The global older population has been increasing significantly by 3% per year. By 2050, the population will be constituted by approximately 2.1 billion seniors [1
]. In Brazil, currently, the proportion of people over 60 years old is 13%, and by 2050 [2
], it is estimated that seniors will constitute 29.3% of the population [3
]. In this context, optimization of the public services offered to this share of the population is essential, with integral actions and public health policies supported by adequate epidemiological information [4
Considering the physiological changes that accompany the advance in age, it is important to consider strategies oriented to maintaining quality of life (QL) and promoting older people’s health. This can lead to a more independent older population, contributing to better performance and self-confidence when carrying out Activities of Daily Life (ADL). It must be highlighted that healthy aging refers to developing and maintaining a functional capacity so that older people can embrace wellness as a part of everyday life [5
]. The term active aging
is associated with healthy aging and is used by the World Health Organization (WHO) to refer to the process of optimizing health, participation, and safety opportunities to improve the quality of life [6
]. Studies have demonstrated the importance of physical activity (exercise) for good physical conditioning of seniors, leading to improvements in abilities, muscular strength, mobility, flexibility, and cognition, promoting functional improvements that favor good QL in older people [7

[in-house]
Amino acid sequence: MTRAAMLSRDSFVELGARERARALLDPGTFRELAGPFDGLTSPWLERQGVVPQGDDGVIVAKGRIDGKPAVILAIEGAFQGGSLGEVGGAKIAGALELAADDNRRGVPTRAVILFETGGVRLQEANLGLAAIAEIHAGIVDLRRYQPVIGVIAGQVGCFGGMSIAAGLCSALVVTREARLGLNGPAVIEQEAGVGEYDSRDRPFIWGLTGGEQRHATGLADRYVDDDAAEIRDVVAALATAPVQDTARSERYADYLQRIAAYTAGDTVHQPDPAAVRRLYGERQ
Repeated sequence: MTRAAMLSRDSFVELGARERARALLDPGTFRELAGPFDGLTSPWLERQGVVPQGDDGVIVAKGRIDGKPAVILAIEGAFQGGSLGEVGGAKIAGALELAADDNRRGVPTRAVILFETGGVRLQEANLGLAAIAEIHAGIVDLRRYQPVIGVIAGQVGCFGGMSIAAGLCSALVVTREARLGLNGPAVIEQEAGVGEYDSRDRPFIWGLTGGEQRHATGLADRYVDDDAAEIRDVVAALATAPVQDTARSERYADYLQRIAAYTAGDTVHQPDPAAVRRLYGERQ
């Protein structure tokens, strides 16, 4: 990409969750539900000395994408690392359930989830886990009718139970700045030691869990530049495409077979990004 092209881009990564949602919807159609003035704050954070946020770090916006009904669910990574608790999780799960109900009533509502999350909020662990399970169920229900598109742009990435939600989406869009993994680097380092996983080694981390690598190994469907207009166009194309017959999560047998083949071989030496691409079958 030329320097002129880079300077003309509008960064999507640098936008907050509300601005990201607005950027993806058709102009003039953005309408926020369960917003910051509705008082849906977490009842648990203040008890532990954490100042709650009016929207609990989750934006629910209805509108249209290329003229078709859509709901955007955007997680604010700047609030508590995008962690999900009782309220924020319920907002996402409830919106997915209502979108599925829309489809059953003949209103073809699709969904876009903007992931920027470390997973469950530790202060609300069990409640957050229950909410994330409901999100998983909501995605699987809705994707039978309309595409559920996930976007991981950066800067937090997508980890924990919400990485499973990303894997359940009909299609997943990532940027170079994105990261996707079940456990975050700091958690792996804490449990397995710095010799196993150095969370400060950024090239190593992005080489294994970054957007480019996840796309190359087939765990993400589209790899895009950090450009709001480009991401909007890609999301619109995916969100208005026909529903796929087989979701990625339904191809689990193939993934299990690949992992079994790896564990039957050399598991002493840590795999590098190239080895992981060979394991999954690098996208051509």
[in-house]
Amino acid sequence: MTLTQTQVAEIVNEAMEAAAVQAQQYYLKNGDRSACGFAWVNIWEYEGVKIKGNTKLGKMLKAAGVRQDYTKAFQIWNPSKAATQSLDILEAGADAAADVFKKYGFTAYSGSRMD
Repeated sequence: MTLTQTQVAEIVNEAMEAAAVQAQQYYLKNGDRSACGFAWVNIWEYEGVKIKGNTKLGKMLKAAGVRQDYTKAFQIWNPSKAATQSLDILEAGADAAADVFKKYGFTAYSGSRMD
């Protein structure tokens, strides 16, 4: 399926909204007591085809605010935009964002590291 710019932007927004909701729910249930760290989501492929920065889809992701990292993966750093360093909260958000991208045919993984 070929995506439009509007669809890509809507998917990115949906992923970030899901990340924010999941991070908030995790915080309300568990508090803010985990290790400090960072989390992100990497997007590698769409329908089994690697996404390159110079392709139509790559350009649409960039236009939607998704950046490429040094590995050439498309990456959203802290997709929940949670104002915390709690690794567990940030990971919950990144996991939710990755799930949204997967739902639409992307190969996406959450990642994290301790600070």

Considering the relevance of practicing physical activities to achieve good structural conditioning during the aging process, it must be noted that the regular practice of exercise is fundamental at all stages of life [8
]. Keeping active while aging can be beneficial in promoting good health and preventing some issues, such as urinary incontinence (UI), especially in older women [5
The International Continence Society defines UI as the complaint of involuntary loss of urine, which affects approximately 25–45% of the female population throughout life [9
]. UI is pointed to as one of the greatest concerns of health professionals, being one of the dysfunctions that most affect women nowadays, causing negative impacts to QL [10
Studies have pointed out that low- to medium-impact physical exercise can help prevent dysfunctions in the pelvic floor, especially UI [11
]. It is suggested that physically active women have stronger pelvic floors; also, with the increase in abdominal pressure during physical exercises, there is a reflex contraction of pelvic floor muscles, which contributes to the urinary continence mechanism [11